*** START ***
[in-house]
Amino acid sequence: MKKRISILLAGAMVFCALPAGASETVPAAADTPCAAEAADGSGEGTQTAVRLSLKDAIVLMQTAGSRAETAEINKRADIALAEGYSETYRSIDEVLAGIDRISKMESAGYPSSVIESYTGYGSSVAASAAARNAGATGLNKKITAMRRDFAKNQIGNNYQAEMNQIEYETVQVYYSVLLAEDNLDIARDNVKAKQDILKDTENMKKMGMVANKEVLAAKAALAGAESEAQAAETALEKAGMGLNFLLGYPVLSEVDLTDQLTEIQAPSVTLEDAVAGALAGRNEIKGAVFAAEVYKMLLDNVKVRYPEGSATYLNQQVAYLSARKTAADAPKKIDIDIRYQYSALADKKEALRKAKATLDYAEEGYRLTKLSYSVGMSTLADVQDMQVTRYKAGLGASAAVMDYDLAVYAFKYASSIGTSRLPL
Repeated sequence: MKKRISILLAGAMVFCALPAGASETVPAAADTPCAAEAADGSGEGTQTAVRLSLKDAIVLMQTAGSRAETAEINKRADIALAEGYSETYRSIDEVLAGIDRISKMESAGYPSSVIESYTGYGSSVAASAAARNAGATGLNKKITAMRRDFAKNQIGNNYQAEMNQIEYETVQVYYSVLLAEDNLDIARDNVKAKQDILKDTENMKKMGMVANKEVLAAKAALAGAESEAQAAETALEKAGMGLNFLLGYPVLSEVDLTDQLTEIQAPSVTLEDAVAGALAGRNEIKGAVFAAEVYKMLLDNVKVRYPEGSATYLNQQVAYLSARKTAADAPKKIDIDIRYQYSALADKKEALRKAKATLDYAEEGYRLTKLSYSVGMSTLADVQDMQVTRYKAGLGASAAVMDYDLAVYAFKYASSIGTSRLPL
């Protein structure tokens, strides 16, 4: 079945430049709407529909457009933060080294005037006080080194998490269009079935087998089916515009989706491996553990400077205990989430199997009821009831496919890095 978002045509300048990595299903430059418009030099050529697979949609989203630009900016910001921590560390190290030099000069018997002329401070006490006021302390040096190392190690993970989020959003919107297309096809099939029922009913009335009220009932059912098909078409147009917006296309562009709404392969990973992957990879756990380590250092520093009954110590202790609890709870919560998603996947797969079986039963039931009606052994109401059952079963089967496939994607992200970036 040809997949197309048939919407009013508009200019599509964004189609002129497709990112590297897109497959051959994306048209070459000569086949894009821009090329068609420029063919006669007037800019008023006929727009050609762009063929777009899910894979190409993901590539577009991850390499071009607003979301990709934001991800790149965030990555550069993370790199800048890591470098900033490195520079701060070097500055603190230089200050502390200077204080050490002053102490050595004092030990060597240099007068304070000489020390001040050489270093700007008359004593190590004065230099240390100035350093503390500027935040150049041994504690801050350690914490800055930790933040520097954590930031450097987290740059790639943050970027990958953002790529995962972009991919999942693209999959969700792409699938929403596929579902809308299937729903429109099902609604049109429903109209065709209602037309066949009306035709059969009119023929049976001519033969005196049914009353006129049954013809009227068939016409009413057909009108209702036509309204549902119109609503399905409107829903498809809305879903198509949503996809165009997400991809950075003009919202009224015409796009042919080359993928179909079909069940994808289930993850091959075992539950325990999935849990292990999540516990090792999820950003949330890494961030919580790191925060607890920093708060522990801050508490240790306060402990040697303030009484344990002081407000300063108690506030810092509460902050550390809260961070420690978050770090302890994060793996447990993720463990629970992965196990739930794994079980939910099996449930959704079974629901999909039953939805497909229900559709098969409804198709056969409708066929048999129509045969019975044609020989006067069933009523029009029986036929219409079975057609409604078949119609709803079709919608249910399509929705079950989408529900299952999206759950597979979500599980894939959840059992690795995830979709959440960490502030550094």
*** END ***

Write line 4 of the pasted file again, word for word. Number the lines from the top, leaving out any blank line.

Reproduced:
């Protein structure tokens, strides 16, 4: 079945430049709407529909457009933060080294005037006080080194998490269009079935087998089916515009989706491996553990400077205990989430199997009821009831496919890095 978002045509300048990595299903430059418009030099050529697979949609989203630009900016910001921590560390190290030099000069018997002329401070006490006021302390040096190392190690993970989020959003919107297309096809099939029922009913009335009220009932059912098909078409147009917006296309562009709404392969990973992957990879756990380590250092520093009954110590202790609890709870919560998603996947797969079986039963039931009606052994109401059952079963089967496939994607992200970036 040809997949197309048939919407009013508009200019599509964004189609002129497709990112590297897109497959051959994306048209070459000569086949894009821009090329068609420029063919006669007037800019008023006929727009050609762009063929777009899910894979190409993901590539577009991850390499071009607003979301990709934001991800790149965030990555550069993370790199800048890591470098900033490195520079701060070097500055603190230089200050502390200077204080050490002053102490050595004092030990060597240099007068304070000489020390001040050489270093700007008359004593190590004065230099240390100035350093503390500027935040150049041994504690801050350690914490800055930790933040520097954590930031450097987290740059790639943050970027990958953002790529995962972009991919999942693209999959969700792409699938929403596929579902809308299937729903429109099902609604049109429903109209065709209602037309066949009306035709059969009119023929049976001519033969005196049914009353006129049954013809009227068939016409009413057909009108209702036509309204549902119109609503399905409107829903498809809305879903198509949503996809165009997400991809950075003009919202009224015409796009042919080359993928179909079909069940994808289930993850091959075992539950325990999935849990292990999540516990090792999820950003949330890494961030919580790191925060607890920093708060522990801050508490240790306060402990040697303030009484344990002081407000300063108690506030810092509460902050550390809260961070420690978050770090302890994060793996447990993720463990629970992965196990739930794994079980939910099996449930959704079974629901999909039953939805497909229900559709098969409804198709056969409708066929048999129509045969019975044609020989006067069933009523029009029986036929219409079975057609409604078949119609709803079709919608249910399509929705079950989408529900299952999206759950597979979500599980894939959840059992690795995830979709959440960490502030550094």